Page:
Chronic inflammation is involved in the development of gastric cancer, the second leading cause of cancer-related death worldwide. Epidemiological evidence suggests that increased consumption of catechin rich tea may be associated with reduced risk of gastrointestinal cancers. The goal of this study was to evaluate the effects of catechin-rich extracts of green (GT) and black tea (BT) and individual tea catechins (EGC, EGCG, EGC/EGCG) on cell viability, intracellular oxidation and inflammation in the AGS gastric cancer cell line. Cell viability was measured using the MTT assay. Intracellular oxidation was evaluated using the probe dichlorofluorescin. Inflammatory markers included measurement of intracellular and secreted Interleukin 8 (IL-8) protein and the activation of nuclear factor-kappa B (NF-kB). Treatment of AGS cells (48h) with EGC, EGC/EGCG and EGCG, reduced cell viability by 36%, 31% and 19%, respectively. Interestingly, a similar reduction in cell viability (27%) was observed upon treatment of cells with BT and GT extracts. Treatment of cells with GT (1.5 mg/ml), BT (1.5 mg/ml) and EGCG (1.5 mg/ml) also inhibited cytokine-induced IL-8 production and subsequent secretion. These anti-inflammatory effects are due, in part, to a reduced activation of NF-kB in the AGS cell line. This study demonstrates a potential mechanism by which tea catechins may reduce inflammation associated with gastric cancer.

Committee:

Joshua A. Bomser, PhD (Advisor); Mark L. Failla, PhD (Committee Member); Martha A. Belury, PhD (Committee Member)

Subjects:

Food Science; Health; Nutrition

Keywords:

tea catechins; cell viability; chronic inflammation; interleukin 8; NF-kB; intracellular oxidation

King, Robert EdwardThe inhibition of photosensitized oxidation and autooxidation in lard by tocopherol isomers
Doctor of Philosophy, The Ohio State University, 2007, Food Science and Nutrition

Lipid oxidation is a serious concern for the food industry, due to the production of off-flavors and odors, discoloration, and toxic compounds. Oxidation can also decrease the nutritional content in food products. There are two forms of oxygen which participant in lipid oxidation; singlet and triplet. Singlet oxygen (1O2) is a nonradical, high energy molecule that can react directly with fatty acids. Singlet oxygen can be formed during photosensitized oxidation, a process in which a photosensitizer, such as chlorophyll, absorbs light energy and becomes excited. Triplet oxygen (3O2)is the most stable and common form of oxygen. Autooxidation is triplet oxygen mediated lipid oxidation, and requires both the oxygen and the fatty acids to be in radical form.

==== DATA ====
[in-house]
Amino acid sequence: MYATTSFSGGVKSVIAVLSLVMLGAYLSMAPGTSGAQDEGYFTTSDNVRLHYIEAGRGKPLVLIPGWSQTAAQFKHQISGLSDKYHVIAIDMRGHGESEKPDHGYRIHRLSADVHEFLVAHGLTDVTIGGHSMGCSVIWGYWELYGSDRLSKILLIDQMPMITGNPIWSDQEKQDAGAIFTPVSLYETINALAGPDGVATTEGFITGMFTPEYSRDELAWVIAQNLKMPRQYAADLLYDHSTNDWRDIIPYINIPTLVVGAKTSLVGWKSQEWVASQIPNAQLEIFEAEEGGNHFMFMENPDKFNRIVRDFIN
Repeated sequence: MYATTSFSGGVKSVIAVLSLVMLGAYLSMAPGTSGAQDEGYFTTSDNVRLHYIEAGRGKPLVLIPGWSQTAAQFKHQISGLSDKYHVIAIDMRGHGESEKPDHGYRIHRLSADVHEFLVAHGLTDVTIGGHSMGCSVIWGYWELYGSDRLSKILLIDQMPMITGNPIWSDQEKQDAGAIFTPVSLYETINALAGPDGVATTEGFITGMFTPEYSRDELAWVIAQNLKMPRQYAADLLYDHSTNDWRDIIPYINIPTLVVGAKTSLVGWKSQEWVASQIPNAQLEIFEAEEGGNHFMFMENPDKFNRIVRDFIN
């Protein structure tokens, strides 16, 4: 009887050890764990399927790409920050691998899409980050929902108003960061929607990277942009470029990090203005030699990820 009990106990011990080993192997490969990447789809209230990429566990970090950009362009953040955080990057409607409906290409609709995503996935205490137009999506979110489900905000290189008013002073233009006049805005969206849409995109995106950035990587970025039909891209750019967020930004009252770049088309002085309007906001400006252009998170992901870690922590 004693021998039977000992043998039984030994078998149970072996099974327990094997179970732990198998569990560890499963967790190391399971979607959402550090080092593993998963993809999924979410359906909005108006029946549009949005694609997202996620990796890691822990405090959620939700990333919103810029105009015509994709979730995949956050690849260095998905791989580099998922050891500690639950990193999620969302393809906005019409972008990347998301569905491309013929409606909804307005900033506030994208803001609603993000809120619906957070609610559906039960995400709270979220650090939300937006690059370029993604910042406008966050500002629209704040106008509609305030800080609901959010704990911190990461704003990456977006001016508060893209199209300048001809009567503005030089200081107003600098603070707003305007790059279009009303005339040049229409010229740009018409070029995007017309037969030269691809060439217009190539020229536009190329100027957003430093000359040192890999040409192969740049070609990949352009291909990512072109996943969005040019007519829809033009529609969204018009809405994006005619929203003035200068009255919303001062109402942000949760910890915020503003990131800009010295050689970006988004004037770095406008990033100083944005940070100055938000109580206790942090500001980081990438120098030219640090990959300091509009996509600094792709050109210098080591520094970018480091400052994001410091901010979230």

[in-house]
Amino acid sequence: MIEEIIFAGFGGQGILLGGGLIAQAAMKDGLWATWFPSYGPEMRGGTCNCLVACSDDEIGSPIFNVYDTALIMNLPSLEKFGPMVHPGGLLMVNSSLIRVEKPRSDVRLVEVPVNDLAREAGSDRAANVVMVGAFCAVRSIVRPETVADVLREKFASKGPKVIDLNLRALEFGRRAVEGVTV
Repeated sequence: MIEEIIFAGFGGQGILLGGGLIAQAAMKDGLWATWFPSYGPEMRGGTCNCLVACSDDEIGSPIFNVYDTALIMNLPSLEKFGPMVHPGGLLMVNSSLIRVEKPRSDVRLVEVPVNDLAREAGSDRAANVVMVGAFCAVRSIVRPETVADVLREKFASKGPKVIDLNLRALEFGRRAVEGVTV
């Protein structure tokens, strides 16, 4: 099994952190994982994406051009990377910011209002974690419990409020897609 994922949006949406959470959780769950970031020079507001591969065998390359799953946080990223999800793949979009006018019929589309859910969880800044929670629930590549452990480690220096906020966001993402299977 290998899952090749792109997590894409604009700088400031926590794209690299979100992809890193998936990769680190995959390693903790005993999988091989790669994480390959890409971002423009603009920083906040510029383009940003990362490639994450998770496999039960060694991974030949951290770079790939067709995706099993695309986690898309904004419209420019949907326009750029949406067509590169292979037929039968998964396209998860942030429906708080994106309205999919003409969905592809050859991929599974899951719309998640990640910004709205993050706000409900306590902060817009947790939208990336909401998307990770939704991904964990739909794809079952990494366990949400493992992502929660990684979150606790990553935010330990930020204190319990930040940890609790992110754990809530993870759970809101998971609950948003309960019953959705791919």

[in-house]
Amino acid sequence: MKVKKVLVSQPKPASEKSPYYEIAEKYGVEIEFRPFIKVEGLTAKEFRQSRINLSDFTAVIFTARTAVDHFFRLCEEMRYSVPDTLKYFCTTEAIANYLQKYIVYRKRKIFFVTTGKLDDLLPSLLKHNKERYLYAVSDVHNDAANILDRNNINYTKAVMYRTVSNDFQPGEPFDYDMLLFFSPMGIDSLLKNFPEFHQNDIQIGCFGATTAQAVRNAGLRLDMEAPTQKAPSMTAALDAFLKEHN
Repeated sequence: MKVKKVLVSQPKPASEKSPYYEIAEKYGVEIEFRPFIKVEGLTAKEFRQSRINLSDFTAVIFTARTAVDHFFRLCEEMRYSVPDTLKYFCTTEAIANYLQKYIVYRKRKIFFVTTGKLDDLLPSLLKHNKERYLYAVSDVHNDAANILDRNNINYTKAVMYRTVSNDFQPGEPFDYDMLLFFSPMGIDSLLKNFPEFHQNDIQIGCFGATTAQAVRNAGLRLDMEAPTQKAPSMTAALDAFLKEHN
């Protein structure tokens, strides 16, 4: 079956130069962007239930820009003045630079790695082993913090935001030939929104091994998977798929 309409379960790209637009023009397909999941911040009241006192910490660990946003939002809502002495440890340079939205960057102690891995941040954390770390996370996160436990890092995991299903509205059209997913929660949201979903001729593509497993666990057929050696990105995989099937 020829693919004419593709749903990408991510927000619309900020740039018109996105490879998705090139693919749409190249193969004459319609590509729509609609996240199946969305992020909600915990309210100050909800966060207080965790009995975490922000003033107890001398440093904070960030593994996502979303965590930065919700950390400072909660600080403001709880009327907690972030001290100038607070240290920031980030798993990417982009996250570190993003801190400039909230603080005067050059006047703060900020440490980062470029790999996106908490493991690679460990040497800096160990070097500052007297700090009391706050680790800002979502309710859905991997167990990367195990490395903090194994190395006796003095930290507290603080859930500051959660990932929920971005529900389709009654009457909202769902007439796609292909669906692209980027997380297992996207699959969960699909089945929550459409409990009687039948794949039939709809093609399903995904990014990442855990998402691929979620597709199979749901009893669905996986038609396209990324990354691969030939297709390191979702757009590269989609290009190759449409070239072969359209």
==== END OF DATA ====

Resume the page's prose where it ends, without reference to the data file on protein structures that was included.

The lipid oxidation process can be slowed or prevented by compounds known as antioxidants. Tocopherols (α, β, γ, and δ), which are commonly known as vitamin E, have been showed to have antioxidant activity. The present study examines the effect of tocopherol isomers on chlorophyll photosensitized oxidation and heat induced autooxidation of lard. The effects of tocopherol isomers on lard oxidation were measured by headspace oxygen and peroxide value analyses. α-, β-, γ-, and δ-Tocopherol were all found to prevent photosensitized oxidation of lard by quenching singlet oxygen. α-Tocopherol had the highest singlet oxygen quenching rate at 1.42 x 107M-1s-1 followed by β-tocopherol (1.11 x 107M-1s-1), γ-tocopherol (9.70 x 106M-1s-1), and δ-tocopherol (4.23 x 106M-1s-1). Lard thermal stability was increased, via autooxidation inhibition, by γ- and δ-tocopherol. The optimum concentrations were determined to be 250-1000ppm and 500ppm for the γ- and δ-isomer, respectively. α-Tocopherol did significantly increase lard stability, but it was found to have significant prooxidant activity (p<0.05) at concentrations greater than 250ppm.

Tocopherol isomers are able to inhibit both photooxidation and autooxidation in lard, however there is not one isomer that is superior than the others at preventing both types of oxidation.

Committee:

David Min (Advisor)

Subjects:

Chemistry, Analytical

Keywords:

tocopherols; photosensitized oxidation; autooxidation; chlorophyll

Miller, Duane D.In Situ Infrared Study of G-S/L-S Adsorption and Photocatalytic Processes
Doctor of Philosophy, University of Akron, 2009, Chemical Engineering